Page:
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Which adventures best show off Glorantha?

ffilz

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honestly, I find most of the adventures that are published never actually stated when they took place, and give the fuzzy time line is and can be what with heroquesting mucking about when and how things went down, run your adventures when you want them to occur. Esspecially in light of how Greg wanted Runequest to essentially be run kind of like Pendragon, and how Argath may or may not had been one person. Remember Your Glorantha May Vary and time is the great compromise.
That's true and that's the thoughts that allow me to use anything I feel like using. There may be a few things that aren't usable because of how much they differ from my idea of Glorantha (which has evolved to have more Lunar presence than my early play which was mostly Apple Lane, Snake Pipe Hollow, and White Dwarf adventures to my later play that includes Pavis, Big Rubble, and Borderlands).

Of course since I do play with a Lunar presence in Pavis, it's easier to adapt almost anything. If it's from a non-Lunar time, it's easy enough to add Lunars if necessary, or just run it as an area without enough interest from the Lunars to have a presence.

Frank
 

g33k

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honestly, I find most of the adventures that are published never actually stated when they took place...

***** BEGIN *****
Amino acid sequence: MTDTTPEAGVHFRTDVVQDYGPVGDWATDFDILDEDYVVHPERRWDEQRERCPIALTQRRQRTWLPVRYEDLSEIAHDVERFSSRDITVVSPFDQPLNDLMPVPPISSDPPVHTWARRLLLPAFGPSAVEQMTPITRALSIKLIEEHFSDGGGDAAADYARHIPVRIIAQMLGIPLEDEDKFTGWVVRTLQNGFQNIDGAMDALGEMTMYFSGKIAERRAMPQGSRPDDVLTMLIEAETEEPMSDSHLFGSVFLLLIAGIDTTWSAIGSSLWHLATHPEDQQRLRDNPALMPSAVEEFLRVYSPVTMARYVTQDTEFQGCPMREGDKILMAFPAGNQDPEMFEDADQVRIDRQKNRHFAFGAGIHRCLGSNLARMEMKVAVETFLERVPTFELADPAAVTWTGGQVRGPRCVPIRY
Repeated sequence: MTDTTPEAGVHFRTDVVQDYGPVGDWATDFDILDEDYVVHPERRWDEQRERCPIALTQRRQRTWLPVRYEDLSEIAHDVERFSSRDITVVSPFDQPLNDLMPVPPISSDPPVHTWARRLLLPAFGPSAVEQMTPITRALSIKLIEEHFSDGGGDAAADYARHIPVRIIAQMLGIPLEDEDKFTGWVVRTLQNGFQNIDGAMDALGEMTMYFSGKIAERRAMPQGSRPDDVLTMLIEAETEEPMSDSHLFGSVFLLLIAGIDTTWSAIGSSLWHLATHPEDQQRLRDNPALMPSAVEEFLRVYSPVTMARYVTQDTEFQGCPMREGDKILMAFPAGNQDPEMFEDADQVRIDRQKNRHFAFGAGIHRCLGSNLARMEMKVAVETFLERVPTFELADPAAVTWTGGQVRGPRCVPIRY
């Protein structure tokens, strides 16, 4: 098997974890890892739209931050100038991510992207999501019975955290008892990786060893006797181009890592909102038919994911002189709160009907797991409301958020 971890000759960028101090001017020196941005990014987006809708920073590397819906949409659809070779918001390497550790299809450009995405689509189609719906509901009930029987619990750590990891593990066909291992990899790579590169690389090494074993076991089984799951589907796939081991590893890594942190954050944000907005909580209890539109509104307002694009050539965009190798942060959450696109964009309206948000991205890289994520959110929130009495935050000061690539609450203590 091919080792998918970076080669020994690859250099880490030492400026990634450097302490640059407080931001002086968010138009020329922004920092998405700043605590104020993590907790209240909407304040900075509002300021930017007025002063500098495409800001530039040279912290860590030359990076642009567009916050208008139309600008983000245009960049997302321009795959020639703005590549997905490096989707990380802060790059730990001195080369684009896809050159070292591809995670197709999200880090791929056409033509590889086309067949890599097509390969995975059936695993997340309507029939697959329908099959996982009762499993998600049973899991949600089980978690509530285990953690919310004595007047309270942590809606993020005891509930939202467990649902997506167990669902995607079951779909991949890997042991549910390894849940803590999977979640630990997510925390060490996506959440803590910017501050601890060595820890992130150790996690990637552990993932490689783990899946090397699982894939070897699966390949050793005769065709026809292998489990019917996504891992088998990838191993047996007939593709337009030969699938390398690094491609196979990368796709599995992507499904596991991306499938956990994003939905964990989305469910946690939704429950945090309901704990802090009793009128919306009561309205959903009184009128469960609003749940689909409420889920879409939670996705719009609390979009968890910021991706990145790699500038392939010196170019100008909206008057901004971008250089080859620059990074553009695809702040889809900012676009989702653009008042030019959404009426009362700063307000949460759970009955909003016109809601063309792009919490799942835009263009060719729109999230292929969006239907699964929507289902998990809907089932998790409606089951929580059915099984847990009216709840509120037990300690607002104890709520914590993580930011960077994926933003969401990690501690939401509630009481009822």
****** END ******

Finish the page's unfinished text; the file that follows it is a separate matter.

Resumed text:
But given the Lunar dominance in Sartar and Prax in the RQ2/RQ3 eras, and the LACK thereof in RQG, there's a substantive shift in background/context.

Adaptations can be made, but the issue does exist, to be adapted-to! Many folk dislike the whole notion of RPG metaplots, for reasons such as this.
 

ffilz

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But given the Lunar dominance in Sartar and Prax in the RQ2/RQ3 eras, and the LACK thereof in RQG, there's a substantive shift in background/context.

Adaptations can be made, but the issue does exist, to be adapted-to! Many folk dislike the whole notion of RPG metaplots, for reasons such as this.
Yea, I'm fine with a Lunar occupation, but setting in a different era for a new edition or new products takes it from an initial situation to meta-plot.

For a while I had come to the conclusion that the way I liked my published settings best was when they were no longer being published for. Unfortunately, for every setting that I am remotely interested in, that is actually no longer true... And that has actually been part of the fuel for my return to the first or at least earlier editions of games. I can take the setting as published at that time as my gold standard, and incorporate newer material if it fits an is interesting to me. And it's a philosophy that's easy on the wallet. No more "buy everything to complete the setting" (a philosophy that ironically was inspired by the fact that I had missed some of the later RQ2 Gloranthan products... Thankfully I have now filled in all those holes, most of them filled with a lucky eBay find in 2005 but the last few holes filled in thanks to the Classic RuneQuest Kickstarter). I've sold most of my Hero Wars/Hero Quest era material.

Frank
 

videopete